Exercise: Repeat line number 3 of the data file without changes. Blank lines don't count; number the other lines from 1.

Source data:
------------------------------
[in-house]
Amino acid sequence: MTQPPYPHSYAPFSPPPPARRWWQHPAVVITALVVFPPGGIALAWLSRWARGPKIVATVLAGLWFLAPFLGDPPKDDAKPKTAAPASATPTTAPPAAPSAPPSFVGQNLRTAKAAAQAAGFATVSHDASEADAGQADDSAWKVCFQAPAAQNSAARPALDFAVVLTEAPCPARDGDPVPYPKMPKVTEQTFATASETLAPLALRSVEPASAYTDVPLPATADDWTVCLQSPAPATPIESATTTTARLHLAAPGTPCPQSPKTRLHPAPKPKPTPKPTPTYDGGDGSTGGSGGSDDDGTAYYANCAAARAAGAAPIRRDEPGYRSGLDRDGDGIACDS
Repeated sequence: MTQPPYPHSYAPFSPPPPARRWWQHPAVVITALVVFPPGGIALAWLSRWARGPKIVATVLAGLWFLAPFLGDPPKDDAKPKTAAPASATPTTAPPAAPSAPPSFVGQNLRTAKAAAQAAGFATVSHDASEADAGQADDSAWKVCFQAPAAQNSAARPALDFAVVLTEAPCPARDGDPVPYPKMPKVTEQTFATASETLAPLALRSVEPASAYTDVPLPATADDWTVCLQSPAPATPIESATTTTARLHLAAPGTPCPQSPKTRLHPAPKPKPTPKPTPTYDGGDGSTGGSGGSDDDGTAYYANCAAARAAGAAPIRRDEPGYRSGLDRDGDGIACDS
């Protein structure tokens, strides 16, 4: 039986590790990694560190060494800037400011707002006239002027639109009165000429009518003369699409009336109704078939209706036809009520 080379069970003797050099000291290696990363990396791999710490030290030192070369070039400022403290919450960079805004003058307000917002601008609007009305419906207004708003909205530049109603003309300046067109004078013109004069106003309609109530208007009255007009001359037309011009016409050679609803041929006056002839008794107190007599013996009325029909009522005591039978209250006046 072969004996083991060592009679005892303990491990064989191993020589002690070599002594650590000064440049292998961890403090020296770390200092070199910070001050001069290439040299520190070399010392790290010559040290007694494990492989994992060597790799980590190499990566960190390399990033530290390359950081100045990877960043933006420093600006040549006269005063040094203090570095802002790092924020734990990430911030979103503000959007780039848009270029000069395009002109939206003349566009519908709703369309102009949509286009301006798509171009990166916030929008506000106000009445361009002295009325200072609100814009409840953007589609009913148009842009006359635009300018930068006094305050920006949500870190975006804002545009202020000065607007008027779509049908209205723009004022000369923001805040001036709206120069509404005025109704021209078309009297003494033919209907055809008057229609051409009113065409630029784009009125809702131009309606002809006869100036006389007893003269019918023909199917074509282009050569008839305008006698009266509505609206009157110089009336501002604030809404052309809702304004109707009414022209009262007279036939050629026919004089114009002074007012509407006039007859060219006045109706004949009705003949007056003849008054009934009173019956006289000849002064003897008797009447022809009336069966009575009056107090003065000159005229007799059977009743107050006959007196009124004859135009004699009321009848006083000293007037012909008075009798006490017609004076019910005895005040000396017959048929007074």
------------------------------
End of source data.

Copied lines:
Repeated sequence: MTQPPYPHSYAPFSPPPPARRWWQHPAVVITALVVFPPGGIALAWLSRWARGPKIVATVLAGLWFLAPFLGDPPKDDAKPKTAAPASATPTTAPPAAPSAPPSFVGQNLRTAKAAAQAAGFATVSHDASEADAGQADDSAWKVCFQAPAAQNSAARPALDFAVVLTEAPCPARDGDPVPYPKMPKVTEQTFATASETLAPLALRSVEPASAYTDVPLPATADDWTVCLQSPAPATPIESATTTTARLHLAAPGTPCPQSPKTRLHPAPKPKPTPKPTPTYDGGDGSTGGSGGSDDDGTAYYANCAAARAAGAAPIRRDEPGYRSGLDRDGDGIACDS